The pronunciation of животное sounds like жавотное to me. Is this correct, is there a mistake in the audio, or am I just imagining things?
I think that is just the effect of vowel reduction on the syllable before the stressed one.
Actually not. И is pronounced as ы in this case because ж is never palatalized. And ы is never reduced, just like у. Of course it is pronounced with less emphasis when unstressed but the vowel quality remains.
Well, the question is if we are learning English or Russian. I wrote, "cat is a pet" and it was accepted, but it is a terrible English sentence. I just took the Russian and put it into English--as you did, Jin Lee. Both your sentence and my sentence translate the Russian correctly, but both are also NOT correct as far as English is concerned.
IMHO, both your sentence and my sentence should be rejected because they are not proper English. What might be accepted is level.zero's offering, "Cats are pets." This sentence is perfect English and absolutely natural. BUT, it is not a good translation of the Russian.
I suppose this is the problem that comes from trying to merge two languages.
Couldn't "Кошка — домашнее животное." mean that all cats are pets? "A cat is a pet." means the same thing as "Cats are pets." in English.
That's true, but in English it sounds alright to say "Cats are pets", unless you're talking about a specific cat. I had to hit backspace a dozen times because of the urge to type "cats are pets" for this sentence :\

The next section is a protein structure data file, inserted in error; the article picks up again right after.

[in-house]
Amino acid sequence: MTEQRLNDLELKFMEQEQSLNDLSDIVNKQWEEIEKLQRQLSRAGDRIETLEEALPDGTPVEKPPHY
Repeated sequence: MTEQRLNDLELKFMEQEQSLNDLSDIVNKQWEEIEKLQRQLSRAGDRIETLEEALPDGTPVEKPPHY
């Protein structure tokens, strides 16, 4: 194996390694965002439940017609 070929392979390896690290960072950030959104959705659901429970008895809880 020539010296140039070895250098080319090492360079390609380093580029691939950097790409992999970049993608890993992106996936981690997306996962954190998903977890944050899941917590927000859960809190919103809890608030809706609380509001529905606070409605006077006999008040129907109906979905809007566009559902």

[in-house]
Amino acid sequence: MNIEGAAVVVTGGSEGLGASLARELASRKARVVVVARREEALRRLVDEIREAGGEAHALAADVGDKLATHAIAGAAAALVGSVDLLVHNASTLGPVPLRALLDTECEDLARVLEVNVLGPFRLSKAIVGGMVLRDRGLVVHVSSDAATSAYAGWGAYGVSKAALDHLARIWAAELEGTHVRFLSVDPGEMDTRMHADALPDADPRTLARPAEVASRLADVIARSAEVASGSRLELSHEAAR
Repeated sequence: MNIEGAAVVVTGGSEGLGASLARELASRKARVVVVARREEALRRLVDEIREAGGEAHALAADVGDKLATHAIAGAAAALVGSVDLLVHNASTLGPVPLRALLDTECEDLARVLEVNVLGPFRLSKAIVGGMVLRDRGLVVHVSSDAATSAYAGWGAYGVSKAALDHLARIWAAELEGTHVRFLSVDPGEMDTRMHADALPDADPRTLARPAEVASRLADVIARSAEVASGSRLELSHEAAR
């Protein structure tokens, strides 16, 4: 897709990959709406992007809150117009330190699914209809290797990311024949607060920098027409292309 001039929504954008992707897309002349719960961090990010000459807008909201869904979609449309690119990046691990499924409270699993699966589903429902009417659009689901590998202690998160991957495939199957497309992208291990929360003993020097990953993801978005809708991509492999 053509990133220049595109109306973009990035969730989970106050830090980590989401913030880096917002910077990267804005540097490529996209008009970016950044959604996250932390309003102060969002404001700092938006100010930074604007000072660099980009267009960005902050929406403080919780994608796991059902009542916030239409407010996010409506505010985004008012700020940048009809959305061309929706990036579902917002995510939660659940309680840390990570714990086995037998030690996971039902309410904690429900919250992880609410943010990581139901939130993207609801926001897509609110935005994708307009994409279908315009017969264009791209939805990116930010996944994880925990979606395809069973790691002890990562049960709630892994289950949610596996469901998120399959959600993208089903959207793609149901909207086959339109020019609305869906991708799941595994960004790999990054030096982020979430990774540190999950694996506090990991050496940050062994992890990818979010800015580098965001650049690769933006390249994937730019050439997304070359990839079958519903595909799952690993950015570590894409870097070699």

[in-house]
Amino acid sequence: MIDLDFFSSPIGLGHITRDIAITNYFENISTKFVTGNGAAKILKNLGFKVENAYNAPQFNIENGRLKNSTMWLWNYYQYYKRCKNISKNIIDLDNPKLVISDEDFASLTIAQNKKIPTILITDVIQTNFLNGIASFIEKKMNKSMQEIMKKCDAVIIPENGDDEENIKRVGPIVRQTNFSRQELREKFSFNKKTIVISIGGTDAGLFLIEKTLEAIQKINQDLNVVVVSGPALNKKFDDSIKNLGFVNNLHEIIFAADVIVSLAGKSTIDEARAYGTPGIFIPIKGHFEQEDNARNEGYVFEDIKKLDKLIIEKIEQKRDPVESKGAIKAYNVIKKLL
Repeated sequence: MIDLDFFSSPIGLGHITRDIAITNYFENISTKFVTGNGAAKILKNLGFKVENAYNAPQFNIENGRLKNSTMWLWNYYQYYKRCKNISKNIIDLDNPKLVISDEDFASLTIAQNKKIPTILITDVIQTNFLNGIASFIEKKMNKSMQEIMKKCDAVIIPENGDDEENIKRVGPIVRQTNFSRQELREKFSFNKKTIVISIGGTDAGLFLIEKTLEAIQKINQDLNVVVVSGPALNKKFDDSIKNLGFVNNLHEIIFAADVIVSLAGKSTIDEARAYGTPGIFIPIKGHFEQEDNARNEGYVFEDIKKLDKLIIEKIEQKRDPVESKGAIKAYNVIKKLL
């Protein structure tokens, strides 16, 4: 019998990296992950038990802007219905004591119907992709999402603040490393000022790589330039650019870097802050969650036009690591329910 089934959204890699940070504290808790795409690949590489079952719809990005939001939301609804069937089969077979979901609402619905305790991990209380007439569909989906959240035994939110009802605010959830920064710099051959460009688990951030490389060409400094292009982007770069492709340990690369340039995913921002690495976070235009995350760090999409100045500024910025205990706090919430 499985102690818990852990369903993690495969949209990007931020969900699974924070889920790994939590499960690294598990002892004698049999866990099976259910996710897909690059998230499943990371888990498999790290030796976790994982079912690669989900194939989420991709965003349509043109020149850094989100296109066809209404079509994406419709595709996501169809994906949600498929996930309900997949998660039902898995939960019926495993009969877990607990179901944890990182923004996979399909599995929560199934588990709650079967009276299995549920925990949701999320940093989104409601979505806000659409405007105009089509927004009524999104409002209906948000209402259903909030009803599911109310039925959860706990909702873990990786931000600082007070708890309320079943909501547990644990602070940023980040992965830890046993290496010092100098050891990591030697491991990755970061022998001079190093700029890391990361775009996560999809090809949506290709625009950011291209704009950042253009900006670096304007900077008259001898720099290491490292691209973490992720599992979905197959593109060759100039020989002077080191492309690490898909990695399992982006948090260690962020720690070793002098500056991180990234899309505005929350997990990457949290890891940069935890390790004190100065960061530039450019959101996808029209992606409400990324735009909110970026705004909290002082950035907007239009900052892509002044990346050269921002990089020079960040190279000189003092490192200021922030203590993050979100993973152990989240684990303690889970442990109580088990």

That's a false equivalency.
That would be like saying У меня кошка is the same as saying У меня кошки because it's perfectly fine to say "I have a cat" or "I have cats".
They're, very clearly, saying different things.
Questions like this help you tune yourself to declensions.
Your example is a false equivalency... "У меня кошка" clearly means you have one cat. "Кошка - домашное животное" is either... "The cat is a pet" (talking about a specific cat). "The cat is a pet" (talking about the cat species in general); in this case, you can acceptably say "Cats are pets".
Like many lessons on DL there isn't enough context and so therefore either one should be acceptable.
I can't reply to your latest comment but it goes back to what I said. I have a cat or I have cats are both acceptable in English but that's not what the Russian sentence is.
Translate what's in front of you, don't try to introduce other things.